(WTXL) - The number of law enforcement professionals nationwide who died in the line of duty in 2017 dropped to its lowest level in four years, according to the National Law Enforcement Officers Memorial Fund (NLEOMF).
Florida had nine officer fatalities in 2017, a number that tied with New York's, as Texas led the list with 14.
California had seven, and Georgia and North Carolina each had six, according to the National Law Enforcement Officers Memorial Fund (NLEOMF), a nonprofit group that tracks officer fatalities.
The number of law enforcement professionals nationwide who died in the line of duty in 2017 dropped to its lowest level in four years, the NLEOMF said.
"After three consecutive years of rising deaths in the law enforcement profession, this year’s decline offered some encouraging news," said NLEOMF CEO Craig W. Floyd. "Sadly, though, the 128 officers who lost their lives in 2017 reminds us that public safety comes at a very steep price and we must never take the service and sacrifice of our policing professionals for granted, nor should we ever forget the officers who died and their families."
Floyd offered reasons for the decline in officer fatalities, including better training, improved equipment, a greater emphasis on officer safety and wellness than ever before, and a strengthening of relationships between law enforcement and the public.
The NLEOMF announced in its 2017 Preliminary Law Enforcement Fatalities Report that 128 federal, state, local, tribal and territorial officers died in the line of duty over the past year. That is the lowest annual figure since 2013, when 117 officers died.
The 128 officer fatalities in 2017 represents a 10 percent decrease over the 143 who died in the line of duty last year, and reversed three consecutive years of increases in officer deaths.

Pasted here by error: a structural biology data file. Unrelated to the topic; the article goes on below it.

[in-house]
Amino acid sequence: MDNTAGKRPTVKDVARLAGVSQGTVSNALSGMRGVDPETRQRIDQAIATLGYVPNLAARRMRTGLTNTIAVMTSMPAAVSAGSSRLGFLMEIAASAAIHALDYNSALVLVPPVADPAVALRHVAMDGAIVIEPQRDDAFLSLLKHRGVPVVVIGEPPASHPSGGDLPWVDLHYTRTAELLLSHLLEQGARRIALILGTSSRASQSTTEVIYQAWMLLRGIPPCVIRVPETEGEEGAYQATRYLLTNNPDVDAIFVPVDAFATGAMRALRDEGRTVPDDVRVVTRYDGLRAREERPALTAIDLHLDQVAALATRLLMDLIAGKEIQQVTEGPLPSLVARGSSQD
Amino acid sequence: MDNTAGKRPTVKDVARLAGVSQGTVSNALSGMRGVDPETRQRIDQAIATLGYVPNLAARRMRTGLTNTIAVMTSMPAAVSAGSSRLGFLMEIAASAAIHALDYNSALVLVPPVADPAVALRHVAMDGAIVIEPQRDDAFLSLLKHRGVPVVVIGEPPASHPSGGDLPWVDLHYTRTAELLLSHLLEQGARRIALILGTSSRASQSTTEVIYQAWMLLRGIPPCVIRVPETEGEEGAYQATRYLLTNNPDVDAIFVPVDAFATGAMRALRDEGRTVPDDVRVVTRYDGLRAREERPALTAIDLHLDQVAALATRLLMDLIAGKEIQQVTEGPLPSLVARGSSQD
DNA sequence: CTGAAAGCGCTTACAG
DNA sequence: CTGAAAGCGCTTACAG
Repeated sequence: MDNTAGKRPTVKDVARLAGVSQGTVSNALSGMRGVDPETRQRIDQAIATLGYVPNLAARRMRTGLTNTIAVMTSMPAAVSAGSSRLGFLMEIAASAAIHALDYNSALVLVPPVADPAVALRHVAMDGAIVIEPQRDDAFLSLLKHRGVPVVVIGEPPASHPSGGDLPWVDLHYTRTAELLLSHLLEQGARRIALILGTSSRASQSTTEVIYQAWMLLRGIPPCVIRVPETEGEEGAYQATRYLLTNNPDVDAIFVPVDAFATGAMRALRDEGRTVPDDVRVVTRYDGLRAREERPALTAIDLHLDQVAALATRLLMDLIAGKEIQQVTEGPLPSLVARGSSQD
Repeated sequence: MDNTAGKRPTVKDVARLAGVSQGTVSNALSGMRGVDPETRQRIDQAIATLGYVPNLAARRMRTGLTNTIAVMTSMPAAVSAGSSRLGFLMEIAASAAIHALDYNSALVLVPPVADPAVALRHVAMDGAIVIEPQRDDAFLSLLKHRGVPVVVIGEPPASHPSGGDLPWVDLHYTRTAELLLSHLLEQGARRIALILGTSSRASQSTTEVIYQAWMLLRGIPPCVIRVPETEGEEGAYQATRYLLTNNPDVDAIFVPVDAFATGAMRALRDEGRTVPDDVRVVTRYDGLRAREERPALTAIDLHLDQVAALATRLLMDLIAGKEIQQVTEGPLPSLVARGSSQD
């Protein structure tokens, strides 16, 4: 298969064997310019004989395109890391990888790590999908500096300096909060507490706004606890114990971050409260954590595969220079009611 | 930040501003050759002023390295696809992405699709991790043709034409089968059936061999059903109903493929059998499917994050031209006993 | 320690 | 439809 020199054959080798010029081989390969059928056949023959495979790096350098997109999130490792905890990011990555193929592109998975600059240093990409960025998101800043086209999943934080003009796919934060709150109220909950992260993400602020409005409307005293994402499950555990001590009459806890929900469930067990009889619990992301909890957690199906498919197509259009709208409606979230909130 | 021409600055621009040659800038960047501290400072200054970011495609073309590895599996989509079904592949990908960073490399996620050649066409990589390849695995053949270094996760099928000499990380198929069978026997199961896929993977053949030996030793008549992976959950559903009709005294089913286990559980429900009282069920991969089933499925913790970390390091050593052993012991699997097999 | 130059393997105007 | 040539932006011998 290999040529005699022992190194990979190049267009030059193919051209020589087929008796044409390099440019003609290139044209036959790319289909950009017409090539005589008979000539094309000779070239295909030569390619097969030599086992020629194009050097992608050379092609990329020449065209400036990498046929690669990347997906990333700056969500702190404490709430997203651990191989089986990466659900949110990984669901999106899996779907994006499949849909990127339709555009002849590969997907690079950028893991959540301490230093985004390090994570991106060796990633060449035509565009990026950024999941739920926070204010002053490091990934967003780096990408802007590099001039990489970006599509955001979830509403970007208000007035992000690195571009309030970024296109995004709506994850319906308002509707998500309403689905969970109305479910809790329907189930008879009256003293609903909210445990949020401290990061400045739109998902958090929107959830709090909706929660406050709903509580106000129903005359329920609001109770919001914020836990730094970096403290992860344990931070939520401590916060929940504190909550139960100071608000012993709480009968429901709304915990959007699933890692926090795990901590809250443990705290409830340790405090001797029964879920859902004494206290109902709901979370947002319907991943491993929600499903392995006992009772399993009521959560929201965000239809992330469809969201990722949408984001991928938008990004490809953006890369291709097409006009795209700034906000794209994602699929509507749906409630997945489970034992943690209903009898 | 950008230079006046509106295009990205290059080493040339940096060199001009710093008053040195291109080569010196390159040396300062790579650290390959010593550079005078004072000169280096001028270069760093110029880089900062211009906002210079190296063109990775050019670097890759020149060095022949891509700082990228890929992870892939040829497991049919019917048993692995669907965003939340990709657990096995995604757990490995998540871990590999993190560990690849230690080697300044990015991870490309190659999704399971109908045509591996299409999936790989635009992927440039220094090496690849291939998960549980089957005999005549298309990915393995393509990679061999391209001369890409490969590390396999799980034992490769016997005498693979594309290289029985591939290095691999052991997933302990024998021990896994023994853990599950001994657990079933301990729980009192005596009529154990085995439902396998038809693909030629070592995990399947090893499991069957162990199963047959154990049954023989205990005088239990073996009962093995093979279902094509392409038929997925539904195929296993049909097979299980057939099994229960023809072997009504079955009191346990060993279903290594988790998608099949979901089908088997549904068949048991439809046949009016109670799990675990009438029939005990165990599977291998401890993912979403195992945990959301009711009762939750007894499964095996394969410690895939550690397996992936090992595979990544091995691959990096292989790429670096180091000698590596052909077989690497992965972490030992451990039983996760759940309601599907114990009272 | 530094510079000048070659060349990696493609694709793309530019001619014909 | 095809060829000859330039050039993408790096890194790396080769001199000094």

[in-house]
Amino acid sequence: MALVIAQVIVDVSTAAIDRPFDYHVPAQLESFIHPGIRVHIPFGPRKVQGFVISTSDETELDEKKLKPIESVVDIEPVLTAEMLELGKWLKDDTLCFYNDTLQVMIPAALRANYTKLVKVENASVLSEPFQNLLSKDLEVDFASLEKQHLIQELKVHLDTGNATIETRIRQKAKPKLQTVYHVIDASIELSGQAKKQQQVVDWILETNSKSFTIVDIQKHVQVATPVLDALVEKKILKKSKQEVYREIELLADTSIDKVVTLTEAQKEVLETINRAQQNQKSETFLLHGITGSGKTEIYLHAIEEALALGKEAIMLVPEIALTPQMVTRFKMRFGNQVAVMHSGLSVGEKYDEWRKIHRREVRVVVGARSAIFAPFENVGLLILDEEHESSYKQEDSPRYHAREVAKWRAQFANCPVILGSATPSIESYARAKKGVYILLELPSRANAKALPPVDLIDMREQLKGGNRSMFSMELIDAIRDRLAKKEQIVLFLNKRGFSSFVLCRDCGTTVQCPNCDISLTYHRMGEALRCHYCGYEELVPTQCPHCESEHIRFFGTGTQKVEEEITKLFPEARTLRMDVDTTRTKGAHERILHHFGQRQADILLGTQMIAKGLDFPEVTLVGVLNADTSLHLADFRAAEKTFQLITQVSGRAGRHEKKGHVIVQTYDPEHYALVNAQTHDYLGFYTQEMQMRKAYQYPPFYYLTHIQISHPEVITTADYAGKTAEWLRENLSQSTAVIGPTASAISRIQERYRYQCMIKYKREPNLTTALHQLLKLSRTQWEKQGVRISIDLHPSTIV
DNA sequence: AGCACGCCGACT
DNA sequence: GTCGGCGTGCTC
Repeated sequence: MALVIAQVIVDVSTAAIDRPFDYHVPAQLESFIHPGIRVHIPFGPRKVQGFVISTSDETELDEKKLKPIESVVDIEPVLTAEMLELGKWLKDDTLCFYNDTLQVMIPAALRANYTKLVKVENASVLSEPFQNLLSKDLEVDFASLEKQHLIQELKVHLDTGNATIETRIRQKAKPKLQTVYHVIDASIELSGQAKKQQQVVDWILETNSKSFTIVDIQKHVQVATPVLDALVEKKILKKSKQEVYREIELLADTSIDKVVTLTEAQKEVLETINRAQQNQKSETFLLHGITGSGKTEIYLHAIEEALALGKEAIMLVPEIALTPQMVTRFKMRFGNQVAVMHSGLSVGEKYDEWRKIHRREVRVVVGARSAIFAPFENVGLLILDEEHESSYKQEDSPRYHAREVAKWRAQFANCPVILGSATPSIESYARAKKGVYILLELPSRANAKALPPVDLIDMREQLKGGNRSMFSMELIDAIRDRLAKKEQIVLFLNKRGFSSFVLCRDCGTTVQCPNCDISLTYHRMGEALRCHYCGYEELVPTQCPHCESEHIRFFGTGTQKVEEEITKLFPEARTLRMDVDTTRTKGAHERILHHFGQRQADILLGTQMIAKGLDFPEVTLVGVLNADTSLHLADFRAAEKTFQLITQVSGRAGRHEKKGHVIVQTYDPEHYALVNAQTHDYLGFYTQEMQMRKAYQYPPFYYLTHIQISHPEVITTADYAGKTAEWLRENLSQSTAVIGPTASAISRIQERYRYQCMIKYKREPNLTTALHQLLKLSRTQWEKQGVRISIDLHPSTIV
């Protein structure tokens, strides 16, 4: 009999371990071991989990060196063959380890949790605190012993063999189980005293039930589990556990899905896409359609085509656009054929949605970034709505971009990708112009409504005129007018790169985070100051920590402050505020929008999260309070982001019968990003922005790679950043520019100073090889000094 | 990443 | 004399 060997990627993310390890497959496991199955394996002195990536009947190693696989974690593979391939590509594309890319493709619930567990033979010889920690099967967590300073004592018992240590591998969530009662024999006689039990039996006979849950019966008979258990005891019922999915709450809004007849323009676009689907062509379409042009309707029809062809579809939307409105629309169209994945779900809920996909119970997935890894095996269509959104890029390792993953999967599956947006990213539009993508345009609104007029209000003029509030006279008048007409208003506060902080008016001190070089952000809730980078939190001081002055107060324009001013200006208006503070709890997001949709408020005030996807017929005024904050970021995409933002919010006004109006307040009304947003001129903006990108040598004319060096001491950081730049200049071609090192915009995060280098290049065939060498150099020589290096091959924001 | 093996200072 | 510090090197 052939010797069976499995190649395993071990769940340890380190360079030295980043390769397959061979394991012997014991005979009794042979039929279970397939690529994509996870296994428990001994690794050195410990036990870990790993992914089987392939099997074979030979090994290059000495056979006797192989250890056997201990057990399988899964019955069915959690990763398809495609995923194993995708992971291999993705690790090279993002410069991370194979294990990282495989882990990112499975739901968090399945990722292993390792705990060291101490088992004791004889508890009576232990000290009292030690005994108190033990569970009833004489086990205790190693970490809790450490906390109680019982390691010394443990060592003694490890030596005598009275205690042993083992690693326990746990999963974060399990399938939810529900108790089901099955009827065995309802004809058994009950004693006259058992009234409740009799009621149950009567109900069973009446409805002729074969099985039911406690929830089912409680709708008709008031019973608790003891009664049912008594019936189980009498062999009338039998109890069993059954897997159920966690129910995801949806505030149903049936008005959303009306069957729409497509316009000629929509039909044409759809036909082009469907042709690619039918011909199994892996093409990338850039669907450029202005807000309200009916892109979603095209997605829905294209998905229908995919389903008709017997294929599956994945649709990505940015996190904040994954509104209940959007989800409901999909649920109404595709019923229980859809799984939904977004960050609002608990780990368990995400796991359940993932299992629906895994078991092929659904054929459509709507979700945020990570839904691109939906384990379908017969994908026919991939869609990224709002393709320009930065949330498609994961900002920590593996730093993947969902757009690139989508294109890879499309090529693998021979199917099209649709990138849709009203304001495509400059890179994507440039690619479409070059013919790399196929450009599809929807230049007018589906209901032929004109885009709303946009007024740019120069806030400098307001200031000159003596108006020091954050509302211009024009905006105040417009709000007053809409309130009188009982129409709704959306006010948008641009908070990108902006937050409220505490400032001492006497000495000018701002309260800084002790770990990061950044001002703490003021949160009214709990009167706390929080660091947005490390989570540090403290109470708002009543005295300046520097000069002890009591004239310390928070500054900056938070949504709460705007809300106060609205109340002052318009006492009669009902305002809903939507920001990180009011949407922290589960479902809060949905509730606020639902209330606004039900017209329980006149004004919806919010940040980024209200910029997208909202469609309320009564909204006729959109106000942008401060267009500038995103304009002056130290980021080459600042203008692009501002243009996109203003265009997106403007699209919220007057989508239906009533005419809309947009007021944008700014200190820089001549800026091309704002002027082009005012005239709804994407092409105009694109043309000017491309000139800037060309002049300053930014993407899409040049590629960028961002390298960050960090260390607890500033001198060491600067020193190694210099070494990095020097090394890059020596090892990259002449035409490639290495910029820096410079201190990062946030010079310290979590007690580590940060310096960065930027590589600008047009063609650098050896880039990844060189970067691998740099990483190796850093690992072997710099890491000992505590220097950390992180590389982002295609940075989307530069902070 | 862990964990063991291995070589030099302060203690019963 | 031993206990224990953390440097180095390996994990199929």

Traffic-related incidents claimed the lives of 47 officers in 2017, a 13 percent drop compared to the 54 officers killed in traffic-related incidents in 2016.
But there was an increase in the number of officers killed in single-vehicle collisions, with 14 officers killed compared to 11 in 2016. Single-vehicle crashes accounted for 42 percent of all fatal crashes in 2017.
The number of officers struck and killed while outside their vehicle decreased 40 percent over last year, with nine in 2017 compared to 15 in 2016. Over the past 20 years, traffic-related incidents have been the number one cause of officer fatalities.
Forty-four officers were shot and killed across the country in 2017, which represents a 34 percent reduction over 2016 when 67 officers died as a result of gunfire. Seven of these fatalities involved officers responding to a domestic disturbance, the number one circumstance of firearms-related deaths.
Thirty-seven officers died from other causes in 2017. Sixteen of those deaths were attributed to job-related ailments, mostly heart attacks (10).
Seven officers died as a result of being beaten. Five drowned while working during hurricanes Harvey, Irma and Maria.
Four officers died as a result of an illness contracted during the 9/11 rescue and recovery efforts. Two officers died in a helicopter crash. Two died in boating accidents. One officer was stabbed to death.
Twelve correctional officers died in the line of duty in 2017. There were five federal officer fatalities in 2017, along with five who served with territorial agencies, three with tribal agencies and two who served with university departments.
Nine of the fallen officers in 2017 were female, compared to seven in 2016. Among the officers who died this year, the average age was 40, and the average length of service was 13 years.
There are 21,183 names of officers killed in the line of duty inscribed on the National Law Enforcement Officers Memorial in Washington, DC, dating back to the first known death in 1791. The deadliest year on record for law enforcement was 1930 when 307 law enforcement officers were killed in the line of duty. The last time officer fatalities dipped below 100 for a single year was 1944.
The statistics released are based on preliminary data compiled by the Memorial Fund and do not represent a final or complete list of individual officers who will be added to the National Law Enforcement Officers Memorial in 2018. For a complete copy of the preliminary 2017 Law Enforcement Fatalities Report, go to: www.LawMemorial.org/FatalitiesReport.
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